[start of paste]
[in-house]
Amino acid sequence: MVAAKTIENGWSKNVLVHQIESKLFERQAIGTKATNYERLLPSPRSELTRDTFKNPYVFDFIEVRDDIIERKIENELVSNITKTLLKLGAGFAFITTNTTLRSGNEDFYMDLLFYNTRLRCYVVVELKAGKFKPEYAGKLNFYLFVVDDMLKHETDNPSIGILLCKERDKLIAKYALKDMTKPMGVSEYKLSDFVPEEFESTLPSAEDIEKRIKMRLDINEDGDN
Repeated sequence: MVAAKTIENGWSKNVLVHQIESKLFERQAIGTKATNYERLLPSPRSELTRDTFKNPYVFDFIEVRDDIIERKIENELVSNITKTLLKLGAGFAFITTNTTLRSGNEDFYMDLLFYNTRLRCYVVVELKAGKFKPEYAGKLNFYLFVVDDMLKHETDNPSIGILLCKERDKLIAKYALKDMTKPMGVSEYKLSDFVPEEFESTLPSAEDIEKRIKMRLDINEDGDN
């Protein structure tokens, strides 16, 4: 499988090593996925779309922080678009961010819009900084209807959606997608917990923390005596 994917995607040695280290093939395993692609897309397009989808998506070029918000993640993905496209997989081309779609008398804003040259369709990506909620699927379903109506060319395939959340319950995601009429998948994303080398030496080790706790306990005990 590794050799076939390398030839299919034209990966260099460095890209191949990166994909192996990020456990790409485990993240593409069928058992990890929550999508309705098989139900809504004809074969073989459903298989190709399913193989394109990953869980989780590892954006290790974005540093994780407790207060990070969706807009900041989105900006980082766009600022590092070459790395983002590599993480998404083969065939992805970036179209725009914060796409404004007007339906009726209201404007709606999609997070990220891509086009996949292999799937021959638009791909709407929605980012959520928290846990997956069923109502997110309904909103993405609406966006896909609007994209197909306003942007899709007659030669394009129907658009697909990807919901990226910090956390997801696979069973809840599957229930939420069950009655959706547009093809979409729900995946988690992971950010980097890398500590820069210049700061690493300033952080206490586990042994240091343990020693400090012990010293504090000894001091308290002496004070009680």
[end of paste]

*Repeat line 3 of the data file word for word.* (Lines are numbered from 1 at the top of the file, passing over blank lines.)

Repeated sequence: MVAAKTIENGWSKNVLVHQIESKLFERQAIGTKATNYERLLPSPRSELTRDTFKNPYVFDFIEVRDDIIERKIENELVSNITKTLLKLGAGFAFITTNTTLRSGNEDFYMDLLFYNTRLRCYVVVELKAGKFKPEYAGKLNFYLFVVDDMLKHETDNPSIGILLCKERDKLIAKYALKDMTKPMGVSEYKLSDFVPEEFESTLPSAEDIEKRIKMRLDINEDGDN